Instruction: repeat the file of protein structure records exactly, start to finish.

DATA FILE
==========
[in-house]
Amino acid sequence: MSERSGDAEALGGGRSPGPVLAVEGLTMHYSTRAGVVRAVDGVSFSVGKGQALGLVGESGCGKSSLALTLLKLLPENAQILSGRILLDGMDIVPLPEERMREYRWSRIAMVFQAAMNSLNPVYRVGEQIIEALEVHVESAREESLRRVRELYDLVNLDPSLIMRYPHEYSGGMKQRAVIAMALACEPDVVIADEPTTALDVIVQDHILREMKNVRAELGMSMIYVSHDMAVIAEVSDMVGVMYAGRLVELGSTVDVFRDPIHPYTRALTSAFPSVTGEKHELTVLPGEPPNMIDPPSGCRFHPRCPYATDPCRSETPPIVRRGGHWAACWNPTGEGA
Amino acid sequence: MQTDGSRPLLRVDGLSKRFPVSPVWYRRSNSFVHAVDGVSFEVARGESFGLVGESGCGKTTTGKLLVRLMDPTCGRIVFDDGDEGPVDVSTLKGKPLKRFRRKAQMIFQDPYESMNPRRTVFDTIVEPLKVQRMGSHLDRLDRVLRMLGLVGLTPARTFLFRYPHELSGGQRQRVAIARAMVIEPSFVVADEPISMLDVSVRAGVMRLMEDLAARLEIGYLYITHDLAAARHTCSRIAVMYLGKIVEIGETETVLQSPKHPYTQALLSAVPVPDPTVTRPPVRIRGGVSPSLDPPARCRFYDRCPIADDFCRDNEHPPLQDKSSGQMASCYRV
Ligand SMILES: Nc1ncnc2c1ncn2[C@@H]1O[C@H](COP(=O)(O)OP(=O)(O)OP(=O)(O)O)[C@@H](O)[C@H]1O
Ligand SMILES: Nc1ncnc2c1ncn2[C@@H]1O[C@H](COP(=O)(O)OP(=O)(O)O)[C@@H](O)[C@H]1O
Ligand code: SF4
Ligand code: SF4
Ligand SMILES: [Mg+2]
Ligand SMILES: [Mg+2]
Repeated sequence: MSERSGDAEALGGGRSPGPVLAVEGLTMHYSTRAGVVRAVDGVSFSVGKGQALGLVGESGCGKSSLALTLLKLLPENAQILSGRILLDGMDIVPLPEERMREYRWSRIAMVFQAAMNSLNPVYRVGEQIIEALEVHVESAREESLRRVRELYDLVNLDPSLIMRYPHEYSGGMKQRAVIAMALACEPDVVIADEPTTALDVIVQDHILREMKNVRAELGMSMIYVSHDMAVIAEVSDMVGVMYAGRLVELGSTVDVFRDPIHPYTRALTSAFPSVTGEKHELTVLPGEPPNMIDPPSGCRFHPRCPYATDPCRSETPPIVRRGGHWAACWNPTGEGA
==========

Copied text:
[in-house]
Amino acid sequence: MSERSGDAEALGGGRSPGPVLAVEGLTMHYSTRAGVVRAVDGVSFSVGKGQALGLVGESGCGKSSLALTLLKLLPENAQILSGRILLDGMDIVPLPEERMREYRWSRIAMVFQAAMNSLNPVYRVGEQIIEALEVHVESAREESLRRVRELYDLVNLDPSLIMRYPHEYSGGMKQRAVIAMALACEPDVVIADEPTTALDVIVQDHILREMKNVRAELGMSMIYVSHDMAVIAEVSDMVGVMYAGRLVELGSTVDVFRDPIHPYTRALTSAFPSVTGEKHELTVLPGEPPNMIDPPSGCRFHPRCPYATDPCRSETPPIVRRGGHWAACWNPTGEGA
Amino acid sequence: MQTDGSRPLLRVDGLSKRFPVSPVWYRRSNSFVHAVDGVSFEVARGESFGLVGESGCGKTTTGKLLVRLMDPTCGRIVFDDGDEGPVDVSTLKGKPLKRFRRKAQMIFQDPYESMNPRRTVFDTIVEPLKVQRMGSHLDRLDRVLRMLGLVGLTPARTFLFRYPHELSGGQRQRVAIARAMVIEPSFVVADEPISMLDVSVRAGVMRLMEDLAARLEIGYLYITHDLAAARHTCSRIAVMYLGKIVEIGETETVLQSPKHPYTQALLSAVPVPDPTVTRPPVRIRGGVSPSLDPPARCRFYDRCPIADDFCRDNEHPPLQDKSSGQMASCYRV
Ligand SMILES: Nc1ncnc2c1ncn2[C@@H]1O[C@H](COP(=O)(O)OP(=O)(O)OP(=O)(O)O)[C@@H](O)[C@H]1O
Ligand SMILES: Nc1ncnc2c1ncn2[C@@H]1O[C@H](COP(=O)(O)OP(=O)(O)O)[C@@H](O)[C@H]1O
Ligand code: SF4
Ligand code: SF4
Ligand SMILES: [Mg+2]
Ligand SMILES: [Mg+2]
Repeated sequence: MSERSGDAEALGGGRSPGPVLAVEGLTMHYSTRAGVVRAVDGVSFSVGKGQALGLVGESGCGKSSLALTLLKLLPENAQILSGRILLDGMDIVPLPEERMREYRWSRIAMVFQAAMNSLNPVYRVGEQIIEALEVHVESAREESLRRVRELYDLVNLDPSLIMRYPHEYSGGMKQRAVIAMALACEPDVVIADEPTTALDVIVQDHILREMKNVRAELGMSMIYVSHDMAVIAEVSDMVGVMYAGRLVELGSTVDVFRDPIHPYTRALTSAFPSVTGEKHELTVLPGEPPNMIDPPSGCRFHPRCPYATDPCRSETPPIVRRGGHWAACWNPTGEGA